beingsubmitted t1_itybpjz wrote

That's a completely different statement.

In your first statement, you compared experts to omniscience. Your argument can be interpreted as "experts are not always correct, therefore we shouldn't value their opinion"

The rebuttal was that instead of comparing experts to omniscience, the more appropriate comparison is to the alternative: non-experts. Neither is always correct, but those are the options, and the experts are preferable.

You then mischaracterize this, "experts are correct more often than non-experts" as "experts are correct more often than they are incorrect". That's an entirely different statement. It is not the statement being made in the comment you're replying to.

Was that on purpose, or a mistake?


beingsubmitted t1_itht9o5 wrote

Reply to Two GAN's by manli29

I don't see how you would train them that way - you can't use the output of a discriminator as the input of a generator - that wouldn't get you what you want. You could train them in parallel, one network and discriminator doing only b&w restoration, and the other doing only colorization.

The way images work and the eye (part of the science behind why jpeg is so useful) is that we're much more sensitive to luminance information than color information. You could take the output of colorized image in hsl color space and replace the luminance with that of the generated restored photo. Doing it this way, you could force the separation of two generators using only one discriminator, as well - one generator only affecting the hue and saturation of the final image, and the other only affecting the luminance.

That said, with the more recent breakthroughs, it seems that networks are proving more successful as generalists than specialists. For example, it's believed that whisper performs better on each language because it's trained on all languages, as counter-intuitive as it may seem.


beingsubmitted t1_iqvs8ix wrote

All you need to know over time is the pitch being played, which is a frequency. The audio file represents a waveform, and all you need to know is the frequency of that waveform over time. There's no need for anything sequential. 440Hz is "A" no matter where it comes in a sequence. It's A if it comes after C, and it's A if it comes after F#.

A sequential model might be useful for natural language, for example, because meaning is carried between words. "Very tall" and "Not Tall" are different things. "He was quite tall" and "No one ever accused him of not being tall" are remarkably similar things. Transcribing music is just charting the frequency over time.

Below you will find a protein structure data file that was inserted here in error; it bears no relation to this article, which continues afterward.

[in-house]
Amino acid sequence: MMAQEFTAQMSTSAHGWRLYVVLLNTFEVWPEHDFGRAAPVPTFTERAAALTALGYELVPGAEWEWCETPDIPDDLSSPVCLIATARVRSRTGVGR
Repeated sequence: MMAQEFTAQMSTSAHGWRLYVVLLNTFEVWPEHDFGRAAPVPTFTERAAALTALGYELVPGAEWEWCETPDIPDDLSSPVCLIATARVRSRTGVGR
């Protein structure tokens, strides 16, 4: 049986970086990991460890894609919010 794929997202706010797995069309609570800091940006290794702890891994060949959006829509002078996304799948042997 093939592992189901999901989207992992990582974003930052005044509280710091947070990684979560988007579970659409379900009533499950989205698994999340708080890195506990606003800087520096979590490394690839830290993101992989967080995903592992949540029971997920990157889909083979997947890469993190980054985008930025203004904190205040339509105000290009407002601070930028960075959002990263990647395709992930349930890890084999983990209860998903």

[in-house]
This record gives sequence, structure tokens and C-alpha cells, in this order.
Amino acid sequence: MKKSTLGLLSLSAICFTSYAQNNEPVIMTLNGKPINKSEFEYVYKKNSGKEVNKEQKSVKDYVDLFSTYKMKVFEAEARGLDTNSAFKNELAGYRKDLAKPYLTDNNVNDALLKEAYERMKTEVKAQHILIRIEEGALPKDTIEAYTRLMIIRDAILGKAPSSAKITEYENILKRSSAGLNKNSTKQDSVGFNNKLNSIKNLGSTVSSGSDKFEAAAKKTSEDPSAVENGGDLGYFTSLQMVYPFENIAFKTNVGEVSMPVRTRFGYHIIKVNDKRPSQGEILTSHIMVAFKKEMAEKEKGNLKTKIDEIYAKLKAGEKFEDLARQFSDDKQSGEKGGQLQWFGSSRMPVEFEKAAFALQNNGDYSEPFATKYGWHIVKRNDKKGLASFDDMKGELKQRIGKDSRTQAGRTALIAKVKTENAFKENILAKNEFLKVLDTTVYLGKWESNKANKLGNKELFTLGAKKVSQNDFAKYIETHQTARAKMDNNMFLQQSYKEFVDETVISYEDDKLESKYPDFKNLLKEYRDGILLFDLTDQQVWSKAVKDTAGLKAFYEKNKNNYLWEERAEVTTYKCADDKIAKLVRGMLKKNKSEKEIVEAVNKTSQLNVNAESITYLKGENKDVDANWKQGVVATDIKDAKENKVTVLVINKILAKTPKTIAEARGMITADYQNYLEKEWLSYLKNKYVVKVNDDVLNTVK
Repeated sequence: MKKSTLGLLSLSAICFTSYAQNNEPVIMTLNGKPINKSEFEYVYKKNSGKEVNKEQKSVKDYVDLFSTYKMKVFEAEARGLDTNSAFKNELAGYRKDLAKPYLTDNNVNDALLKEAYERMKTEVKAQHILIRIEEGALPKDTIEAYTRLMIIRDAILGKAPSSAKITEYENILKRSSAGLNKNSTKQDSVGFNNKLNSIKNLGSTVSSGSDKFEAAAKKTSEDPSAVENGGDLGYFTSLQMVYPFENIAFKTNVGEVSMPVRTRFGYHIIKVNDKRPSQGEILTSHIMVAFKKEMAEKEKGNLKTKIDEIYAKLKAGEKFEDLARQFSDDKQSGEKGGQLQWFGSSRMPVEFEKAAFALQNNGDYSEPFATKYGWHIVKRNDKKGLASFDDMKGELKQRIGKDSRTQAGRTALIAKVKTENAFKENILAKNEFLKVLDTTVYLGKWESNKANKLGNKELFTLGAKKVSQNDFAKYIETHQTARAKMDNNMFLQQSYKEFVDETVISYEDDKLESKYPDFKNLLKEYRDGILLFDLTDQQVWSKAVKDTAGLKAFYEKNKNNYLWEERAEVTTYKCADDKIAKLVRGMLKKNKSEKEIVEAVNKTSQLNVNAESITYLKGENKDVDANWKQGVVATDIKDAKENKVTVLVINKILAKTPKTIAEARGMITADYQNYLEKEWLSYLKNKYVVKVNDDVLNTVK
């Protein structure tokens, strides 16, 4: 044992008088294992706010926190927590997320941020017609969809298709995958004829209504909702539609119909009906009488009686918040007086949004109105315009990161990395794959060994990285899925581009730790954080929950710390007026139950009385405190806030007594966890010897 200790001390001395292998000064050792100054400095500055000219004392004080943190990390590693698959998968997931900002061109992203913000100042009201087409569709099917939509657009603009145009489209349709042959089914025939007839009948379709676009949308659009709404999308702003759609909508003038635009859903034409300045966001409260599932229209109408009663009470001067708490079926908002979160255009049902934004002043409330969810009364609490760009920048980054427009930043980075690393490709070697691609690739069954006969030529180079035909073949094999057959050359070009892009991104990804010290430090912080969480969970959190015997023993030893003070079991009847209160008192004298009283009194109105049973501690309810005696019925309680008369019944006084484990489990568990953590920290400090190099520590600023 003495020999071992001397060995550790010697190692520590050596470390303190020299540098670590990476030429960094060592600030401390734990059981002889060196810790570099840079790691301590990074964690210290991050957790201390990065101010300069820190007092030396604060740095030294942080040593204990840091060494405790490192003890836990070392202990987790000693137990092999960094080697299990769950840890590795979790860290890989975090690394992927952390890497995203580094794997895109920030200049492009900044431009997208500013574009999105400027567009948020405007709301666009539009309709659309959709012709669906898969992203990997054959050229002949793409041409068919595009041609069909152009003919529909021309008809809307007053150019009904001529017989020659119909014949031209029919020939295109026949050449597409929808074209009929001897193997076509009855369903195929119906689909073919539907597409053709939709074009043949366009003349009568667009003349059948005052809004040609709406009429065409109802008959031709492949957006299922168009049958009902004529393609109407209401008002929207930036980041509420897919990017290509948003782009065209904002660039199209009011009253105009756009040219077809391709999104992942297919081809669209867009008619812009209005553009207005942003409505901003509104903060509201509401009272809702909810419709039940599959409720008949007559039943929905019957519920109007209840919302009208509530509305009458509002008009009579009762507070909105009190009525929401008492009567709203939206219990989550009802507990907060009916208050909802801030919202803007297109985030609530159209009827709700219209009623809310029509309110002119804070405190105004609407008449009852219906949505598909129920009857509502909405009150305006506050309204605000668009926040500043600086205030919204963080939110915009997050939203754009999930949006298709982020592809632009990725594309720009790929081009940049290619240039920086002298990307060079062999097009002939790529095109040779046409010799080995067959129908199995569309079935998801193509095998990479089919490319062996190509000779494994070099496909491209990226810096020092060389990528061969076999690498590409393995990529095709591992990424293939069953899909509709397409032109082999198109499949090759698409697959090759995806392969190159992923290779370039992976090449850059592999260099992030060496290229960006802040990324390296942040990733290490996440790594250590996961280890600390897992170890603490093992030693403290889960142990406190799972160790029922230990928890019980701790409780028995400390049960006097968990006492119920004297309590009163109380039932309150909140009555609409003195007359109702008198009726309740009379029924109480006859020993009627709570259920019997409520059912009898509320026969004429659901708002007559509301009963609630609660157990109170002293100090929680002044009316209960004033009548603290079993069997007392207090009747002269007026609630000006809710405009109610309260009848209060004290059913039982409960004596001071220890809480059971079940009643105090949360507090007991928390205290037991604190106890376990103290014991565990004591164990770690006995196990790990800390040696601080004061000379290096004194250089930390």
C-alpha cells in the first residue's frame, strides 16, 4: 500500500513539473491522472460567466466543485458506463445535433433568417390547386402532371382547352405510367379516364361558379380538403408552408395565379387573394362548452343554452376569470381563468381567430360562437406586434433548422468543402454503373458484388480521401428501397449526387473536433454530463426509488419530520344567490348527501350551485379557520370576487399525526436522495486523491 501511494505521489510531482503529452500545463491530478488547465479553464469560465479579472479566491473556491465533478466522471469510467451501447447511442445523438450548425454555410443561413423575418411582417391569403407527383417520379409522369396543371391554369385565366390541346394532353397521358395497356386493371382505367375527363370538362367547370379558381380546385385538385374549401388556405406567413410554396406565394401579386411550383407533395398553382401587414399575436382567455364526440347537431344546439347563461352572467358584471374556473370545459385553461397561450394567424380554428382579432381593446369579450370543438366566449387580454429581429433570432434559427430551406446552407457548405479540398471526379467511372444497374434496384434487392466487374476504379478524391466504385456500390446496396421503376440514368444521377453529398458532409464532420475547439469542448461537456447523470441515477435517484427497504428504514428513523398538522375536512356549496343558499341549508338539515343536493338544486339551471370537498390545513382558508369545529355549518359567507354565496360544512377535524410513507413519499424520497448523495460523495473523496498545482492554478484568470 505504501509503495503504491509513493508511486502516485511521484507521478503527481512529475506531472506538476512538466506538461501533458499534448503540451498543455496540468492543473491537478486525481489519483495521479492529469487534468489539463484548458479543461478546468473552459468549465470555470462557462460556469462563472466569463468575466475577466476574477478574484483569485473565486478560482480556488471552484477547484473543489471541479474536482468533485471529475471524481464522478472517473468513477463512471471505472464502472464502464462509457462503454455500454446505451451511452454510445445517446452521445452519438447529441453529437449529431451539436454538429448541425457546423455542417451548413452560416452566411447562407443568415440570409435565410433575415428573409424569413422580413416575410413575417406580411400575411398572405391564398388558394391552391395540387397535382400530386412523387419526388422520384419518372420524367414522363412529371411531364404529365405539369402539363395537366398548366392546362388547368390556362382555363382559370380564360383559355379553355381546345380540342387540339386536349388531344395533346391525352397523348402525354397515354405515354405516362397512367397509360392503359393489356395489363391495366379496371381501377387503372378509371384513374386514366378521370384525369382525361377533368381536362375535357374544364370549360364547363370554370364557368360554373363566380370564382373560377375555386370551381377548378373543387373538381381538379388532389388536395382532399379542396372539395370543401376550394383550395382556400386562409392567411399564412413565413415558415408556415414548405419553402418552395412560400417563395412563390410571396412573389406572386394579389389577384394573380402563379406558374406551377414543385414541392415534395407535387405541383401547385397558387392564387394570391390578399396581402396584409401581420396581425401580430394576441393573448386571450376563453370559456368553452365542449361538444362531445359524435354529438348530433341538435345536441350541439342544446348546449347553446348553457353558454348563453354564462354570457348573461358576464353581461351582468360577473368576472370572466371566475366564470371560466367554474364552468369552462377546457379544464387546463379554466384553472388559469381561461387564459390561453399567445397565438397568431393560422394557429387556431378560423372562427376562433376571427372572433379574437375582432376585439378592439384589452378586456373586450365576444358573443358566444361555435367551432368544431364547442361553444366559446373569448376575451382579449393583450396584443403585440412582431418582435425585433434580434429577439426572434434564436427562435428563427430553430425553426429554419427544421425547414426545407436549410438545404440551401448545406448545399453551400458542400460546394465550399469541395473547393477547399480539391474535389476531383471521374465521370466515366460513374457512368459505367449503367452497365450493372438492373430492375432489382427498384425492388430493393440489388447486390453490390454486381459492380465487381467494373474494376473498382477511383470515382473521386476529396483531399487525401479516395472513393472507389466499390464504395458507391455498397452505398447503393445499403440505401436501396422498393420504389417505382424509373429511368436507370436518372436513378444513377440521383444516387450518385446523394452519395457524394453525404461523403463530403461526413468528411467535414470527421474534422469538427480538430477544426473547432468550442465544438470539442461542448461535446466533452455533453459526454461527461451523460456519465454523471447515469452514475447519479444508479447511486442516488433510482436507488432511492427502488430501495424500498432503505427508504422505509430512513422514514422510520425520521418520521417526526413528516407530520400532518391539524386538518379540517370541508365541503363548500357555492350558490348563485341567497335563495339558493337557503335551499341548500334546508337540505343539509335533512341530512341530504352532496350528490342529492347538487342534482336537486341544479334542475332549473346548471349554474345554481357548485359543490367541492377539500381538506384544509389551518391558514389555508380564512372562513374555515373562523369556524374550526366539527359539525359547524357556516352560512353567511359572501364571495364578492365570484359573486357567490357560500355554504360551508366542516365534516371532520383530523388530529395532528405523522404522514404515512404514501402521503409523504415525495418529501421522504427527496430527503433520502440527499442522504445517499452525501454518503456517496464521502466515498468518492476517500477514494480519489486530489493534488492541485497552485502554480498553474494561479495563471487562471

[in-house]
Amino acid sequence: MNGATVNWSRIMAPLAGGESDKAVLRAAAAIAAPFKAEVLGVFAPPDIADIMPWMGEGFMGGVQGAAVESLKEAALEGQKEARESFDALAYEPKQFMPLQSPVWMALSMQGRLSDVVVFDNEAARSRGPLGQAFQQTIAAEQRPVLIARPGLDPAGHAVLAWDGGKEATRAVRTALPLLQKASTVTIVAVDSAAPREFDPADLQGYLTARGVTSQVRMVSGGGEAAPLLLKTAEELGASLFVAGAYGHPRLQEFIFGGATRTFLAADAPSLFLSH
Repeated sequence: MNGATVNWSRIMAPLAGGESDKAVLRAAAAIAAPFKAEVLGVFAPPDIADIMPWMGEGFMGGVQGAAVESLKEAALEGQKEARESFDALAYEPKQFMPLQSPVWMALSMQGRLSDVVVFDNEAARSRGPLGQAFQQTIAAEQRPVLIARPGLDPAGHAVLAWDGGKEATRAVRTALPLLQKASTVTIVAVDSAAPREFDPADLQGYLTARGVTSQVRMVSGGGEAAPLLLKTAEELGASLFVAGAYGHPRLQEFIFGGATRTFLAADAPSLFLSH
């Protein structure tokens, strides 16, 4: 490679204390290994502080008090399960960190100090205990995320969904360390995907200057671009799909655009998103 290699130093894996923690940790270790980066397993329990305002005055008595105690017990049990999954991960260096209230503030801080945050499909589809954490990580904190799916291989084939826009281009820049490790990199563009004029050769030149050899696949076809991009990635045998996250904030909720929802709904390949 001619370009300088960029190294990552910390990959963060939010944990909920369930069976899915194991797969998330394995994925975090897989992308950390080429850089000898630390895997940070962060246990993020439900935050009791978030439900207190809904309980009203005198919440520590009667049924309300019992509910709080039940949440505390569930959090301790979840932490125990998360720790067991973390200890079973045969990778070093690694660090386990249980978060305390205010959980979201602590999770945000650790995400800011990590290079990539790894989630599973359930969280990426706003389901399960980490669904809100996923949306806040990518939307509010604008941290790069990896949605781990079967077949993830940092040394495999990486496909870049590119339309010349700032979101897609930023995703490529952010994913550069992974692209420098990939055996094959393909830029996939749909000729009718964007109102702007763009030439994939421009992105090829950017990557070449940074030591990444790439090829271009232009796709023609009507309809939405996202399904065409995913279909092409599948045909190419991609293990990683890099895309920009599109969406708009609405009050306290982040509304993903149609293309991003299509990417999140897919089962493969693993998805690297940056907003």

That said, you cannot get the frequency from a single data point, so there is a somewhat sequential nature to things, but it's really just that you need to transform the positions of the waveform over time into frequency, which the fourier transform does. When music visualizations show you an EQ (equalizer) chart to go with your music, this is what they're doing - showing you how much of various frequencies are present at a given time in the music, using a FFT. A digital equalizer similarly transforms audio into a frequency spectrum, allows you to adjust the frequency spectrum, and then transforms back into a waveform.


beingsubmitted t1_iqvdo7x wrote

I'm a little unclear - there are three different things you might be trying to do here. The first would be transcription - taking an audio file and interpreting it into notes. That wouldn't typically require deep learning on it's own, just a fourier transform. The second would be isolating a specific instrument in an ensemble - finding just the recorder in a collection of different instruments all playing different things. The third would be generation, inferring unplayed future notes based on previous notes.

Are you wanting to transcribe, isolate, generate, or some combination?

I'm thinking you're wanting to transcribe. If that's the case, FFT (fast fourier transform) would be the algo to choose. If you google "FFT music transcription" you'll get a lot of info.